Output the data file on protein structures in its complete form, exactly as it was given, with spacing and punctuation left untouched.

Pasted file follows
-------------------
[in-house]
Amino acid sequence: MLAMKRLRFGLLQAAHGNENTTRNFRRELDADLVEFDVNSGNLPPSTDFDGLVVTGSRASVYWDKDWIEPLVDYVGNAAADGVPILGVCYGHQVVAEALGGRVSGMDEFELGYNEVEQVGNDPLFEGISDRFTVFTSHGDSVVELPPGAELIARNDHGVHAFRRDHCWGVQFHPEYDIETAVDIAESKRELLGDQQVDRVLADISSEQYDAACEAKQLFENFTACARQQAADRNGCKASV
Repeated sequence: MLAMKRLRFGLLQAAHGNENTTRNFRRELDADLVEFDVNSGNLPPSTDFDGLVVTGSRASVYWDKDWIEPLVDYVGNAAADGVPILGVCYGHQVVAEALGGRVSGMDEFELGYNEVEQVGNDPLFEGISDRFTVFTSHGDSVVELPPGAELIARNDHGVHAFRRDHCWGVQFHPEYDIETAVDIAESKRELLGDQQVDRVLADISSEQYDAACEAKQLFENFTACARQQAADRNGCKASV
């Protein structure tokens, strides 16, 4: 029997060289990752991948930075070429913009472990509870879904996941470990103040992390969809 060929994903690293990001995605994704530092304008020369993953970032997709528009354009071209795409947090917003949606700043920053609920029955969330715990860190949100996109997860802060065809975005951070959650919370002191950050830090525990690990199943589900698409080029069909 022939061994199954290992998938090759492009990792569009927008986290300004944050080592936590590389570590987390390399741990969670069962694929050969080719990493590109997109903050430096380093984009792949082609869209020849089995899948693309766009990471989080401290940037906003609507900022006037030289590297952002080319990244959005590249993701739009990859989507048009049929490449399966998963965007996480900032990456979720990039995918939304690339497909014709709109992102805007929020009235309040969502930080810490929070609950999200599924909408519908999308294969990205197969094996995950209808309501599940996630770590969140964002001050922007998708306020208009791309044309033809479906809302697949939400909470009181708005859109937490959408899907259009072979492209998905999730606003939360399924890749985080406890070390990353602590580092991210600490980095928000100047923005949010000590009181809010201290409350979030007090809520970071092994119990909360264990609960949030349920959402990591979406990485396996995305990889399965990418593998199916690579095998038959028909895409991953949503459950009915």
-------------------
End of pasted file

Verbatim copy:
[in-house]
Amino acid sequence: MLAMKRLRFGLLQAAHGNENTTRNFRRELDADLVEFDVNSGNLPPSTDFDGLVVTGSRASVYWDKDWIEPLVDYVGNAAADGVPILGVCYGHQVVAEALGGRVSGMDEFELGYNEVEQVGNDPLFEGISDRFTVFTSHGDSVVELPPGAELIARNDHGVHAFRRDHCWGVQFHPEYDIETAVDIAESKRELLGDQQVDRVLADISSEQYDAACEAKQLFENFTACARQQAADRNGCKASV
Repeated sequence: MLAMKRLRFGLLQAAHGNENTTRNFRRELDADLVEFDVNSGNLPPSTDFDGLVVTGSRASVYWDKDWIEPLVDYVGNAAADGVPILGVCYGHQVVAEALGGRVSGMDEFELGYNEVEQVGNDPLFEGISDRFTVFTSHGDSVVELPPGAELIARNDHGVHAFRRDHCWGVQFHPEYDIETAVDIAESKRELLGDQQVDRVLADISSEQYDAACEAKQLFENFTACARQQAADRNGCKASV
């Protein structure tokens, strides 16, 4: 029997060289990752991948930075070429913009472990509870879904996941470990103040992390969809 060929994903690293990001995605994704530092304008020369993953970032997709528009354009071209795409947090917003949606700043920053609920029955969330715990860190949100996109997860802060065809975005951070959650919370002191950050830090525990690990199943589900698409080029069909 022939061994199954290992998938090759492009990792569009927008986290300004944050080592936590590389570590987390390399741990969670069962694929050969080719990493590109997109903050430096380093984009792949082609869209020849089995899948693309766009990471989080401290940037906003609507900022006037030289590297952002080319990244959005590249993701739009990859989507048009049929490449399966998963965007996480900032990456979720990039995918939304690339497909014709709109992102805007929020009235309040969502930080810490929070609950999200599924909408519908999308294969990205197969094996995950209808309501599940996630770590969140964002001050922007998708306020208009791309044309033809479906809302697949939400909470009181708005859109937490959408899907259009072979492209998905999730606003939360399924890749985080406890070390990353602590580092991210600490980095928000100047923005949010000590009181809010201290409350979030007090809520970071092994119990909360264990609960949030349920959402990591979406990485396996995305990889399965990418593998199916690579095998038959028909895409991953949503459950009915």